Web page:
English Honors I
April 13, 2012
Israel, Palestine, and the Middle East
Tension and violence between Israel and Palestine dates as far back as 61 B.C.E when Roman troops invaded Judah and drove out the Jewish people, renaming the land “Palaestina”. (Strauss 42) Thousands of years later the two sides still question whom the land belongs to, and how to evenly distribute the Golan Heights, the Gaza Strip, the West Bank, East Jerusalem, and the Sinai Peninsula. There have been numerous peace talks, UN Resolutions, treaties, accords, and campaign summits to help form a consensus between both sides but all have failed. The failure of these campaigns resulted in two different Intifadas, bloodshed events which transformed the Palestinian society and politics.
History of Conflict
In 61 B.C.E., the Jewish people were driven out of Jerusalem by Roman troops. The Romans renamed their conquered land “Palaestina”, or Palestine. Most of the Jews who practiced Judaism fled or were forcibly exiled from Palestine. Muslims moved from Arabia around 600 C.E. and conquered most of the Middle East, including Palestine. (Strauss 43) By the late 1800s, the emigration of Jews to Palestine dramatically increased due to Zionism. Zionism was a movement which called for the return of the Jewish people and Jewish sovereignty into the land of Israel. At the end of World War I, Britain issued the Balfour Declaration of 1917. This proclaimed Britain’s support for the creation of a Jewish homeland in Palestine. In 1920, Britain received a mandate over Palestine from the League of Nations (precursor of the United Nations) to help the Jews build a country. The Arabs were strongly against the creation of a Jewish homeland because they considered Palestine to be theirs. “Their history and their past prove that it is impossible to live with them. In all countries where they are at present, they are not wanted … because they always arrive to suck the blood of everybody …” (Strauss 50) said Ami Isseroff during an interview in 2001. The United Nations Special Commission on Palestine then recommended that Palestine be divided into an Arab state and a Jewish state, and Jerusalem be put under International control. The Jews accepted the decision, but the Arabs rejected it. On May 14, 1948, the Jews proclaimed the independent state of Israel and Britain withdrew from Palestine. The next day neighboring Arab nations attacked Israel, causing 700,000 Arabs to flee or be driven out of Israel. The United Nations called for a cease-fire and the implementation of UN Resolution 194, which called for an ending to hostilities and a return of refugees who wanted to live in peace. (Security Council)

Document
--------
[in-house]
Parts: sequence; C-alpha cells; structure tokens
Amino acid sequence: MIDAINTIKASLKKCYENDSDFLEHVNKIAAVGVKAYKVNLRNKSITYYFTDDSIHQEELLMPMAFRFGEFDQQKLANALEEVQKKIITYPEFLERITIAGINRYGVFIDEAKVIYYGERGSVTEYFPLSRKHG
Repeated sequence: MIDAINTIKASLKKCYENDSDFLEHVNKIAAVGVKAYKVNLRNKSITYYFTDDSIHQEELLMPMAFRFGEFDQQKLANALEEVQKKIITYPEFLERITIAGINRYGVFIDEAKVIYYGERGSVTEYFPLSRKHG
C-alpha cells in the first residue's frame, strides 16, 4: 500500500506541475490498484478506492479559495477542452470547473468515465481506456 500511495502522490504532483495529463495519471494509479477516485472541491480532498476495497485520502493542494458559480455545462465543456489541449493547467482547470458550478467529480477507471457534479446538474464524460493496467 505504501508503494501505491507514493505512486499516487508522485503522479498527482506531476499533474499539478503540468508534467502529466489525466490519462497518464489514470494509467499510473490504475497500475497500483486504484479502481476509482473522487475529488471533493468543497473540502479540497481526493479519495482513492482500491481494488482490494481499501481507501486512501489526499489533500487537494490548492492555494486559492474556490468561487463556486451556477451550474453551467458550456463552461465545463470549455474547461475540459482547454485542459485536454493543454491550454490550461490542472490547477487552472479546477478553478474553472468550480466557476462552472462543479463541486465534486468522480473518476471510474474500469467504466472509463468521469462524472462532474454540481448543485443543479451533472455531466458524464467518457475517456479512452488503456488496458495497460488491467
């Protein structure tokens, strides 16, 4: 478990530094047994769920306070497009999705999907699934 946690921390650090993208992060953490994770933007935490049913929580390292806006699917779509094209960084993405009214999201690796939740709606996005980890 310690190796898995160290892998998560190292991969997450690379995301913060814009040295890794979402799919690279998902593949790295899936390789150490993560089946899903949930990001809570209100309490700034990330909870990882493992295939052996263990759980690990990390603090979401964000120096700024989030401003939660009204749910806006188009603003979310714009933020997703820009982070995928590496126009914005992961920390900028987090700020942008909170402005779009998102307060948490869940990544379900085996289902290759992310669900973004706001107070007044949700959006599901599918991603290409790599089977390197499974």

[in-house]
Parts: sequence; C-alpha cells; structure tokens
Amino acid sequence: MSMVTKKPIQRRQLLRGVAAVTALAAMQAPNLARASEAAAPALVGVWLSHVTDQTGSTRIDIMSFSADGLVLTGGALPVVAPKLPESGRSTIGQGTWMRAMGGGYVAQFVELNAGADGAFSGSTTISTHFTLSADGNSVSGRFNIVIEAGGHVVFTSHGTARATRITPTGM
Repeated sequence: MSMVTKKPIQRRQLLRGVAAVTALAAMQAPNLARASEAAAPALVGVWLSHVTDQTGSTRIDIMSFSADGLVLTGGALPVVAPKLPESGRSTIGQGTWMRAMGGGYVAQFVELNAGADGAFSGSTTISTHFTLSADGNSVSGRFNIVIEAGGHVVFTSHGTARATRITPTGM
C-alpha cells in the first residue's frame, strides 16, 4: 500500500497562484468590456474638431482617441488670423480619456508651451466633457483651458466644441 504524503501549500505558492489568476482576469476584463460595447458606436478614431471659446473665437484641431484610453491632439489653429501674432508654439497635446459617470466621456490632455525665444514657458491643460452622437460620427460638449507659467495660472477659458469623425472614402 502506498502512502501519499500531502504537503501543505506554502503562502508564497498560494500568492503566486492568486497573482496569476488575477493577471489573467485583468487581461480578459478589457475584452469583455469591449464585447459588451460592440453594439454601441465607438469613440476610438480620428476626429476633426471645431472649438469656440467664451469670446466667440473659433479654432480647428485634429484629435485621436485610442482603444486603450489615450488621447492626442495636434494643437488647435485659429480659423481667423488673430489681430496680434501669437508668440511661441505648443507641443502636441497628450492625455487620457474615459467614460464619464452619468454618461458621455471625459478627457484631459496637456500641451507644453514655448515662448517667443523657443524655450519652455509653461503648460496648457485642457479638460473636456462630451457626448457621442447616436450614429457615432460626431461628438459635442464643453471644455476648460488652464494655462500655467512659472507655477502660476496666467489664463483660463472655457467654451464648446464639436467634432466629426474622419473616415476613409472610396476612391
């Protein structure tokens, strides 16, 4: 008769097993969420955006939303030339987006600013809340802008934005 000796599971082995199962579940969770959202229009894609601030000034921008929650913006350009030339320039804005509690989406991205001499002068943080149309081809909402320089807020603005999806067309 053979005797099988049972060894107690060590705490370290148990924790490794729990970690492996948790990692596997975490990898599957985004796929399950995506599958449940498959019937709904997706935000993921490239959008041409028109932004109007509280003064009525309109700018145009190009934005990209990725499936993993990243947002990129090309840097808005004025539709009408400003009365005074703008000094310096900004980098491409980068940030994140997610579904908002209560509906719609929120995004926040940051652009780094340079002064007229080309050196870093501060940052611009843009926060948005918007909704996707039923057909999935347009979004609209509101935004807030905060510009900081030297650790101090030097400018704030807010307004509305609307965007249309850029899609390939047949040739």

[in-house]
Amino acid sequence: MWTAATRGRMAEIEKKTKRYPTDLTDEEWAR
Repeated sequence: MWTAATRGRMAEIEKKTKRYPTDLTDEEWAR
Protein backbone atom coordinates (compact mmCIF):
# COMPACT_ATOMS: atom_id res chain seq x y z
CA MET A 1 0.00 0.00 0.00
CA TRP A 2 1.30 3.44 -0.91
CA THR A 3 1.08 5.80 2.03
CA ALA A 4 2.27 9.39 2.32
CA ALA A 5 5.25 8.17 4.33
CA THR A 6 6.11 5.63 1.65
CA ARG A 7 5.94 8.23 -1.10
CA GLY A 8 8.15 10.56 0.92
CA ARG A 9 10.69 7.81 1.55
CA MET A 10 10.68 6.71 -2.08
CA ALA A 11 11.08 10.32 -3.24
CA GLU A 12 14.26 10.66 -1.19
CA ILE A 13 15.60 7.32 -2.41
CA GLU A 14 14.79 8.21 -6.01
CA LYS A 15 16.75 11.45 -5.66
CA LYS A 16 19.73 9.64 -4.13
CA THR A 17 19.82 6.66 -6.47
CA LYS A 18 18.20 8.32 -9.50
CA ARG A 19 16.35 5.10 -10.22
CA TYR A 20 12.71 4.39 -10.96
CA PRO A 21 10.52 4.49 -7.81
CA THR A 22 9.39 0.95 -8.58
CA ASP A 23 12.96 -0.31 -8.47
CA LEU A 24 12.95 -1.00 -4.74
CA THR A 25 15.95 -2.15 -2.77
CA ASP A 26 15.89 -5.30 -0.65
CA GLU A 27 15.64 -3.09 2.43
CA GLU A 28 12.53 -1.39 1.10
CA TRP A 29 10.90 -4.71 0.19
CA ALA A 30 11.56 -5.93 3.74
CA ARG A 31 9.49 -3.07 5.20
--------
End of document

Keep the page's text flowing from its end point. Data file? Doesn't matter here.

After experiencing a devastating loss in the Suez Canal, Egypt, along with other Arab nations, would not negotiate a peace with Israel or a settlement for the Palestinian refugees. “The danger of Israel lies in the very existence of Israel as it is in the present and in what she represents.” (Gamel Nasser, Egyptian President, March 26, 1964) (Strauss 52) In essence, the Arabs adopted a “kill two birds with one stone” policy where they thought if they could rid the world of Israel, the Palestinian refugee problem would also be resolved in the process. In 1964, the Palestinian Liberation Organization was formed in order to “destroy Israel and allow Palestinians back into historical Palestine”. In 1967, a battle between Egypt and Israel erupted again when Nasser closed the Straits of Tiran to Israel, and moved the UN Peacekeepers out. On June 5, 1967, Israel attacked the Egyptians, in response, Syrians and Jordanians attacked Israel. After six days, the war was over, with Israel as the victor. The Israelis had pummeled their enemies and took control over the Gaza Strip, the west Bank, the Sinai Peninsula, and the Golan Heights. This put roughly 1 million Palestinians under Israeli rule as a result of Israel taking over the West Bank and the…